Subaru is set to expand capacity at its Indiana plant by 100,000 units, adding the Impreza alongside the Legacy, Outback and Tribeca to help fill demand for its vehicles in the United States. (Read More…)
Good news for Lafayette, Indiana: Fuji Heavy will spend $230 million to increase the capacity of its Subaru of Indiana plant by about 30 percent, says The Nikkei [sub]. Subaru’s sole overseas plant currently works at full tilt, and about half of the 330,000 Subarus sold in the U.S. must be imported from Japan. (Read More…)
Yet another hopeful maker of electric vehicles called it quits in Indiana. Bright Automotive of Anderson, Ind., announced this week that it will wind down operations after withdrawing an application for a DOE loan. This is the latest in a series of EV companies that went belly-up in Indiana, where Gov. Mitch Daniels had vowed in January 2010 to make the state “the electric vehicle state.” The Chicago Tribune lists the failed companies: (Read More…)
Lawmakers in Indiana, swayed by the potential budget enhancement that recently convinced California’s governor, have introduced legislation that would authorize photo ticketing in the state. House Minority Floor Leader Bill Friend (R-Macy) and state Representative Shelli VanDenburgh (D-Crown Point) last week filed House Bill 1289 to create a so-called work zone freeway speed camera program.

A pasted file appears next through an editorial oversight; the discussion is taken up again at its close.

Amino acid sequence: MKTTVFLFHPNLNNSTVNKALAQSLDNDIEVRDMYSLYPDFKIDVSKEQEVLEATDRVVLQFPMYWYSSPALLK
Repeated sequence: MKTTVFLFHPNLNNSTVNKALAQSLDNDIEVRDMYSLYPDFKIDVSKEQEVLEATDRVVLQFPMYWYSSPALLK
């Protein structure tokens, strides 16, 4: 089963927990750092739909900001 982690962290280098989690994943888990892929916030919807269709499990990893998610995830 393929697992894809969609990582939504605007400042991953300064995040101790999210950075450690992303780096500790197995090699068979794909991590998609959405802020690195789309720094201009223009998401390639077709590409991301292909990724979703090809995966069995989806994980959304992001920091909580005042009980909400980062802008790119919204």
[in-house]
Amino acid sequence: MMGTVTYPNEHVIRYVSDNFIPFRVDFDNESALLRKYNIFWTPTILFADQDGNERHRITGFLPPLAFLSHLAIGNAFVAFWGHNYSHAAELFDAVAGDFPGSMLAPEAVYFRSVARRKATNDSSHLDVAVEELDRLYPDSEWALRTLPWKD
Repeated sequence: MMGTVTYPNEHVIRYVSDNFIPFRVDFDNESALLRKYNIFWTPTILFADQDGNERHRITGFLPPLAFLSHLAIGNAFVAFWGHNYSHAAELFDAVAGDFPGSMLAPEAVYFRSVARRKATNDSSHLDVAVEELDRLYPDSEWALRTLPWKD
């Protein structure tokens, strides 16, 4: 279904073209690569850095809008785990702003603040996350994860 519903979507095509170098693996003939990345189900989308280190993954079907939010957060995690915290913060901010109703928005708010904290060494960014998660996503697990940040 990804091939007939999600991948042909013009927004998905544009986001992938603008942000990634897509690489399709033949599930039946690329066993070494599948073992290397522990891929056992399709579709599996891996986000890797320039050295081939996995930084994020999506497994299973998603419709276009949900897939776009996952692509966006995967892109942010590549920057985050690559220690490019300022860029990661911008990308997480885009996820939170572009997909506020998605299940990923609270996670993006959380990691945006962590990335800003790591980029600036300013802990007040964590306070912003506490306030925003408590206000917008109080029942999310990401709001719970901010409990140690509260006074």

“Revenues for the new fiscal year are way down,” Friend wrote on the day he introduced HB 1289. “Since July 1, 2009, the state is $500 million short of projections.”
Good news for Elkhart, Indiana today, as The Detroit News reports that the Norwegian EV firm Th!nk has chosen the city for its $43.5m US production facility. The plant will have a production capacity of 20k units, once production ramps up from its 2011 start. By 2013, Th!nk says it will employ 415 workers who will build the firm’s City model, a two-seater which will initially cost nearly $40k before government tax breaks. The factory will receive some $17m in state and local tax breaks and incentives. Th!nk hopes to eventually reduce the cost of the City, which has a stated range of 112 miles and a top speed of 70 mph, to about $20k.
Motorists who receive minor parking or traffic tickets in Indianapolis, Indiana are being threatened with fines of up to $2500 if they attempt to take the ticket to court. A local attorney with the firm Roberts and Bishop was so outraged by what he saw in Marion County traffic court that he filed a class action suit yesterday seeking to have the practice banned as unconstitutional.